Wave Watch III suggest a low event picking up Tuesday 2/4 from 290-315 degrees. Better odds by Wednesday morning with surf climbing to just under the seasonal average from 290-330 degrees.
 
Below is the collage of the maps of Jan 31, Feb 1, 2 and 3 that will help follow.
 
But, as pointed out earlier, that's more for tomorrow. Today the main energy will still be provided by the close by NE fetches that you can notice in the collage above in the past few days. With that reading at Pauwela, I don't expect to see much more than head high waves at Hookipa (will probably report later), possibly higher on eastern exposures. So, a relatively small day for the season, but with clean conditions for most of the morning.

Wind map at noon (the other ones can be found at link n.-2 of GP's meteo sites list)


North Pacific has the three fetches I circled in red.


South Pacific has a fetch deep down in the Tasman Sea.


Morning sky. Enjoy the sunshine, as a front is predicted to brush the islands on Thursday.

Monday, February 03, 2020

7.30am hookipa has head and a half waves from the nne with some wind on them. 
6

Monday 2 3 20 morning call

Thanks to blog reader Beau for his donation.

Day two of the GoFoil team riders meeting was held at the harbor. This two days meeting might have just pushed the level of foiling one step higher. The things I see today were quite inconceivable a couple of years ago when the SUP/surf foiling movement started (mostly thanks to GoFoil in Maui).

Check out Austin Kalama for example, who took off on this double up at Jetty's. With a slight bend in his knees his body is about 5 feet tall (that's what head high is btw, 5 feet faces). The mast is at least 1.5 feet out of the water and there's a couple of more feet of wave over his head, so that wave's face is 9-10 feet (not unusual at all at that spot). Not only he was able to negotiate the steep drop...


...but also went for this crazy air rotation (he went off the back).


Or take Derek Hamasaki from Oahu, who can slash the tail of his board like if it was a surfboard (he pulled it off no problem).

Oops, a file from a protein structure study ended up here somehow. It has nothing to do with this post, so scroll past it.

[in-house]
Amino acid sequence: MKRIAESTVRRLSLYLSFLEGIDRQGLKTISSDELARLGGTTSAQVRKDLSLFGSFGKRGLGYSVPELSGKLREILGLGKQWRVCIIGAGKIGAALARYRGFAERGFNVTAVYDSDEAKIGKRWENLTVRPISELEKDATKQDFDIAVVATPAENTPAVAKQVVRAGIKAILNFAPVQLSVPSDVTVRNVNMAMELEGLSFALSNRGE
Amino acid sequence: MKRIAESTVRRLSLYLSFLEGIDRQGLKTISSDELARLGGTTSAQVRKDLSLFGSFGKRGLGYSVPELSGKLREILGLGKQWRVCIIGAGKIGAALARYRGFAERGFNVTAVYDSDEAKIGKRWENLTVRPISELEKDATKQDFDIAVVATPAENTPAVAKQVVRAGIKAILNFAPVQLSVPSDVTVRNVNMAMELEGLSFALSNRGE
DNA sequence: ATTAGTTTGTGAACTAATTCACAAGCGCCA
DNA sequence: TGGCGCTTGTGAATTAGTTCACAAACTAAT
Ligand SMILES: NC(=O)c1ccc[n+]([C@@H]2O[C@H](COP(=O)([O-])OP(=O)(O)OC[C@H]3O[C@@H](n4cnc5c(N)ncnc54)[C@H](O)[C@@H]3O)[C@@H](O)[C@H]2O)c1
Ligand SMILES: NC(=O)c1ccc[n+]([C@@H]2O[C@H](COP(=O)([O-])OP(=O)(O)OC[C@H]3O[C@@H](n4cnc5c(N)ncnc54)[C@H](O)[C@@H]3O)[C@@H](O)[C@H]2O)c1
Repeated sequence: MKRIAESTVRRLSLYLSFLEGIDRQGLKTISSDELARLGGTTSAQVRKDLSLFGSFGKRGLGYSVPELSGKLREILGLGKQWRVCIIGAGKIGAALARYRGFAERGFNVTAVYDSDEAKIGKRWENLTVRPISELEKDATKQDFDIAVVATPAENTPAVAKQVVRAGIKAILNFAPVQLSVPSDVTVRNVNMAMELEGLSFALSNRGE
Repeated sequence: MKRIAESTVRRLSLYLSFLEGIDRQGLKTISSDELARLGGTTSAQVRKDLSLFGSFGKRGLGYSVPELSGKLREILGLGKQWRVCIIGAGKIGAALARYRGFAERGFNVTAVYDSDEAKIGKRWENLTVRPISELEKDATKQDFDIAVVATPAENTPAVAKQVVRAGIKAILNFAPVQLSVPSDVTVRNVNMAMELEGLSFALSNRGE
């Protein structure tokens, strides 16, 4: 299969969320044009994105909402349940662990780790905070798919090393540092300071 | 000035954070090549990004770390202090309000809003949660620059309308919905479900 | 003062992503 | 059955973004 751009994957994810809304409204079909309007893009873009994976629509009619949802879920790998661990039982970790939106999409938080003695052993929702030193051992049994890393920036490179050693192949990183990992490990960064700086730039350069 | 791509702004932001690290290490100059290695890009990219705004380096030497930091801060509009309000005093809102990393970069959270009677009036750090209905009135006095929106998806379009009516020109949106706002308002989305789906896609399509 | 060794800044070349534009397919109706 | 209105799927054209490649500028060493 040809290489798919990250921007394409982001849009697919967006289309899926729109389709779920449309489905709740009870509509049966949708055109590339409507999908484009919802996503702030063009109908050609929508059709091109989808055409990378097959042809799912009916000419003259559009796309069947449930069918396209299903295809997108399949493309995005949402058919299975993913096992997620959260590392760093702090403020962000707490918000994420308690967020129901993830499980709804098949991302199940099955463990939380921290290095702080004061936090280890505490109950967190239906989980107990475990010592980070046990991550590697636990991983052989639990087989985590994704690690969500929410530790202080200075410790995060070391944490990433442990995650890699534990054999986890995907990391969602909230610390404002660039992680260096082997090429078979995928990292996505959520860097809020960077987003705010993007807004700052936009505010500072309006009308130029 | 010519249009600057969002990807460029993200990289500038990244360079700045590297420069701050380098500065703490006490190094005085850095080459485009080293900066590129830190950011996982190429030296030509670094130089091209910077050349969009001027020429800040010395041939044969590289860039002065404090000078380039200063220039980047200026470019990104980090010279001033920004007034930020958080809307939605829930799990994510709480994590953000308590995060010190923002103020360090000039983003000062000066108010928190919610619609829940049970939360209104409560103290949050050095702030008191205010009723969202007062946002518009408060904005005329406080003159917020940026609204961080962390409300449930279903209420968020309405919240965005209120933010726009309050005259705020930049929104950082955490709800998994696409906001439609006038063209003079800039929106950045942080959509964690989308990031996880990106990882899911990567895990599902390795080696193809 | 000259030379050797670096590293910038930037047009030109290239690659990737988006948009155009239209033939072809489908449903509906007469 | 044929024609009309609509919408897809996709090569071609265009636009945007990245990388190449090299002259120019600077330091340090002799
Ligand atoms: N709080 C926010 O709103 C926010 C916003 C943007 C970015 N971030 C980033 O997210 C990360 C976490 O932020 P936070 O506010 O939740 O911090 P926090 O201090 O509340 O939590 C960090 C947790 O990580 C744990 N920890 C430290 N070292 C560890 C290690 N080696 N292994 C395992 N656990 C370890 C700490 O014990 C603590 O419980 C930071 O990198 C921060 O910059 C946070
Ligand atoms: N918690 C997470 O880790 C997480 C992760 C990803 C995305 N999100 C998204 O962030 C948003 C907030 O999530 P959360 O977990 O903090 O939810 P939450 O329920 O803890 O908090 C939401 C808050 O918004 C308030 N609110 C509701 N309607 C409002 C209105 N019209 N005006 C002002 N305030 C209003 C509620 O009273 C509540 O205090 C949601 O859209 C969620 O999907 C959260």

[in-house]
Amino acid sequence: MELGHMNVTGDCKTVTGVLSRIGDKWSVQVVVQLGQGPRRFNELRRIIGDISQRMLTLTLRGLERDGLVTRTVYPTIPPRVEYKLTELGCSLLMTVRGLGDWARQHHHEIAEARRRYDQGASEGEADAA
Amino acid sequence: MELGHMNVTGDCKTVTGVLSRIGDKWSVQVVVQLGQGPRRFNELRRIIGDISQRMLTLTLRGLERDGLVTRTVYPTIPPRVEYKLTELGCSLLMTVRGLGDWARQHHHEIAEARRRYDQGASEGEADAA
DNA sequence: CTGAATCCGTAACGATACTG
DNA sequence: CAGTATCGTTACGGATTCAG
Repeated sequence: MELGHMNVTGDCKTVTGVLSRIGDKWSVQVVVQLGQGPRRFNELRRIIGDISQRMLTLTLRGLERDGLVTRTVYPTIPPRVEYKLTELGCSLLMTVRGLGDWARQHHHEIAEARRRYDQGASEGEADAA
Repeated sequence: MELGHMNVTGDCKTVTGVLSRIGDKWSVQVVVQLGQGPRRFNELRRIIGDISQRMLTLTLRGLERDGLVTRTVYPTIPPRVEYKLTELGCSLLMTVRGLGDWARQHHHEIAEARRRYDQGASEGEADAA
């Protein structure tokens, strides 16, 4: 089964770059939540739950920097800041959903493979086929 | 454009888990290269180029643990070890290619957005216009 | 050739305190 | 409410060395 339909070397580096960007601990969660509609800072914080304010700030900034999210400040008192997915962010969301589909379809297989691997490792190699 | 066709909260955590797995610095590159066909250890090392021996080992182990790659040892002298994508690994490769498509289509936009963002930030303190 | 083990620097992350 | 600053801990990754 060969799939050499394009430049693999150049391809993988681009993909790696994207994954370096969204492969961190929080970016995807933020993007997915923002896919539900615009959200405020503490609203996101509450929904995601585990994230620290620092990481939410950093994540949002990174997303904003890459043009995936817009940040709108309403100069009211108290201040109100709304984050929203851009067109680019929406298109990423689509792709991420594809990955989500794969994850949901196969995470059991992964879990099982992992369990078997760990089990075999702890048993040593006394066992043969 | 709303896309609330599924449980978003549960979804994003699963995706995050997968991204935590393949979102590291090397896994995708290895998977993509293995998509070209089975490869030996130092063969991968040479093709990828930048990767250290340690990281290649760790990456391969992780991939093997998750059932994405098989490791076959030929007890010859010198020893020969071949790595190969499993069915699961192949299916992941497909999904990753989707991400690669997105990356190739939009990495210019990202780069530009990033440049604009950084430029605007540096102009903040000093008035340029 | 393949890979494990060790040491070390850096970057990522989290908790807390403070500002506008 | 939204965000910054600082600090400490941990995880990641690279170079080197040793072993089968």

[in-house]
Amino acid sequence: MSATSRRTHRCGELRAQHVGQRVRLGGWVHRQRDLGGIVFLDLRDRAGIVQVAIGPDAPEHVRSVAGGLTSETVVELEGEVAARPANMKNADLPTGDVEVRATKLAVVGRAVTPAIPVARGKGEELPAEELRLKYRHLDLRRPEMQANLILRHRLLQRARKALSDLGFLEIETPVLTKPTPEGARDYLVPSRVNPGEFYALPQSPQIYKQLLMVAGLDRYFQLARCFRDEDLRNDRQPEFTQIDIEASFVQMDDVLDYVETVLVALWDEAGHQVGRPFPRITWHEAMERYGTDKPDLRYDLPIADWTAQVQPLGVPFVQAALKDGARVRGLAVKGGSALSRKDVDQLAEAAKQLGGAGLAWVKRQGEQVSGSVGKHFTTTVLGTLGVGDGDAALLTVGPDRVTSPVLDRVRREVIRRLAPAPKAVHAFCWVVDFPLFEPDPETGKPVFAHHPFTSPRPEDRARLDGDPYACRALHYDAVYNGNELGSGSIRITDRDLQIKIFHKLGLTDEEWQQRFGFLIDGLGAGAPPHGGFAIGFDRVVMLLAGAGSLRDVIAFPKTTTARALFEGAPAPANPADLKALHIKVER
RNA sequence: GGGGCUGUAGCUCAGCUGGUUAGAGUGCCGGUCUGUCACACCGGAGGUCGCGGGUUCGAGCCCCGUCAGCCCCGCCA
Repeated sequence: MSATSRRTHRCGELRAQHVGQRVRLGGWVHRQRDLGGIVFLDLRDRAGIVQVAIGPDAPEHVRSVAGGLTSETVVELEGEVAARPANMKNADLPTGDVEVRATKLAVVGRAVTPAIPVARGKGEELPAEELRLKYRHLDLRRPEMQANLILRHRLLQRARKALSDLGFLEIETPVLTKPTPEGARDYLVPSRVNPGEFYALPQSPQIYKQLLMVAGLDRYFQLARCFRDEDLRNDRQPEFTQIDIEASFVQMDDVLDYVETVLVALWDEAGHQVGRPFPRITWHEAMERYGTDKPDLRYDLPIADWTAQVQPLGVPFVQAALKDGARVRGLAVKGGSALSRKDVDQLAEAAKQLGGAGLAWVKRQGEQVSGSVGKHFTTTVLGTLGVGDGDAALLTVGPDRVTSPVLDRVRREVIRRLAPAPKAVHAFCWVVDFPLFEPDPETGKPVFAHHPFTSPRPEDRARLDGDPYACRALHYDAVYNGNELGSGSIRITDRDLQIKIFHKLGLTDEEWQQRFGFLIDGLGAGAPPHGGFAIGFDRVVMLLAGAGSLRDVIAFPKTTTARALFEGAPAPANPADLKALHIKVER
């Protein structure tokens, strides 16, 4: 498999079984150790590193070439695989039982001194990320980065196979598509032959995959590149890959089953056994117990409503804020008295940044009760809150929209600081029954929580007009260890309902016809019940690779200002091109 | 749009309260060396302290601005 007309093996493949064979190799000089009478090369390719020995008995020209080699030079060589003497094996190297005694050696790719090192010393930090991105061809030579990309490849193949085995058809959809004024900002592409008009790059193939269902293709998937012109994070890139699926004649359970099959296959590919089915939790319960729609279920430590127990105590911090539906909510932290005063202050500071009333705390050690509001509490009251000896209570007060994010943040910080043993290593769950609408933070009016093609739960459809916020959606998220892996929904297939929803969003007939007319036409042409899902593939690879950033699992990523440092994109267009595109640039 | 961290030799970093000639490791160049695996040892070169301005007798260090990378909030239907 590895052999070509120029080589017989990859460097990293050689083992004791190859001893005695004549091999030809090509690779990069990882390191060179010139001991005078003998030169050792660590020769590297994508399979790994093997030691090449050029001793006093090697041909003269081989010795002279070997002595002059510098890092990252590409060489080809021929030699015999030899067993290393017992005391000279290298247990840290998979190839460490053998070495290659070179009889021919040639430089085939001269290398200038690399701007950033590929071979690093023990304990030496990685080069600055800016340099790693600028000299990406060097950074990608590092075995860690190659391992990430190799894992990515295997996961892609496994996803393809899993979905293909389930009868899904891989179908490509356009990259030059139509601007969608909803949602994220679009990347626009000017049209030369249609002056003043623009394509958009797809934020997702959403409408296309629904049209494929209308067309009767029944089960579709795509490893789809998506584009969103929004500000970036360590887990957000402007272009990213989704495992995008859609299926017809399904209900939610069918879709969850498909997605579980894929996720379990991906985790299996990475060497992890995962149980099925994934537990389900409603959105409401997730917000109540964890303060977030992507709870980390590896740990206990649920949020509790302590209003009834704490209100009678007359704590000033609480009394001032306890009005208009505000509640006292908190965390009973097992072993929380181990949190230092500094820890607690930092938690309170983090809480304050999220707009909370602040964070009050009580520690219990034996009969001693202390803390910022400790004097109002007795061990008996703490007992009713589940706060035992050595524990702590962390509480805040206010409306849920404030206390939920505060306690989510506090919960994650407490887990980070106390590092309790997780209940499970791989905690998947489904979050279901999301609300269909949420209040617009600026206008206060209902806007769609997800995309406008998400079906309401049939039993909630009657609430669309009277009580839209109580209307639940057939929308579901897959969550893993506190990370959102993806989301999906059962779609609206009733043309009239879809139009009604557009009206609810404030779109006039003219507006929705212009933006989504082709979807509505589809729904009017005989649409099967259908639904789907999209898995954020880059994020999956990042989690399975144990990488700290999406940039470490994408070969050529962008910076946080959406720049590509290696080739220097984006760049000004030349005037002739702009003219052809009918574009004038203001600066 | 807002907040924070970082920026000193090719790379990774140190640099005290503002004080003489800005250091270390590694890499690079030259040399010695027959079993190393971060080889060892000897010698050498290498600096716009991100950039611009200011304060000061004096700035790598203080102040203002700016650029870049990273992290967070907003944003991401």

This young ripper is from Oahu. There were many visitors from the other islands, it seems that Maui has the best foiling waves (at least that's something!).


Well, we do have one world class wave (or two, the rare occasions when Maalaea is firing). Honolua was the place to be on Superbowl Sunday.


This is my pick of Jimmie Hepp's album of the daily windsurfing action at Hookipa.


4am significant buoy readings and discussion
South shore
Barbers
2.8ft @ 8s from 167° (SSE)
1.5ft @ 10s from 208° (SSW)
1.4ft @ 12s from 198° (SSW)
0.9ft @ 16s from 207° (SSW)
 
All kind of SSE and SSW energy (from unidentified sources) at Barbers, the Lahaina webcam does show some small waves.

North shore
N
9.2ft @ 10s from 27° (NNE)

Pauwela
6.2ft @ 9s from 48° (NE)
6.2ft @ 11s from 14° (NNE)
1.8ft @ 4s from 76° (ENE)
 
Today it's all about the NNE to NE energy that we see at the N and Pauwela buoys (tomorrow the same with smaller sizes). Hookipa and all the north to east exposures will have pretty good size waves. I might post a beach report later this morning.

Wind map at noon


North Pacific has a large NW and a ENE windswell fetch.


South Pacific has a small and remote S fetch for the third day in a row and a Tasman sea one.


Morning sky.

Sunday, February 02, 2020

Sunday 2 2 20 morning call

Massive participation to a GoFoil riders event yesterday at Kaa. Photo by Jason Hall.


I had the pleasure to meet Tahitian ripper Mathai Drollet, who recently posted an incredible clip of foiling an Oahu outer reef. Only on Instagram unfortunately, can't share it here, but the guy is a freak. Hopefully we'll see more of him today at Kaa (and possibly later at the harbor).


This is my pick of Jimmie Hepp's album of the Hookipa windsurfing action.



4am significant buoy readings and discussion
South shore
No indication of southerly energy at Barbers, check the Lahaina webcam.

North shore
NW001
6.2ft @ 11s from 35° (NE)
5.1ft @ 10s from 56° (ENE)
4.5ft @ 7s from 62° (ENE)

Waimea
7.9ft @ 13s from 354° (N)
4ft @ 9s from 2° (N)

Pauwela
7.6ft @ 13s from 351° (N)
5.7ft @ 10s from 44° (NE)
 
As predicted, the swell turned more north, and the direction is going to follow the trajectory of the fetch and turn more NE during the day. Hookipa will be plenty overhead and probably not particularly clean, I don't think I'll bother checking it out, so no beach report today.

Kahului tides
Sorry, I'm not going to post the tides anymore. They are so easy to find online (I use links 12 and 12b) and for me is just time consuming copy and paste with no added value. Plus, tides are overrated in Hawaii and you never want to wait for the tide to be right for a spot if the wind is right at that moment. In Maui, wind over tide, always.

Wind map at noon



Let me comment on the size of the low that is taking the whole western north Pacific. The isobars are not particularly close in the section that interests us, so it's not going to be another XL swell, but it'll still be a fairly large one. Unfortunately we'll have unfavorable local winds when it arrives around Wednesday/Thursday.


North Pacific shows the fetch associated with the low discussed above and a local NE windswell one.


South Pacific has pretty much the same exact fetch as yesterday.


Morning sky.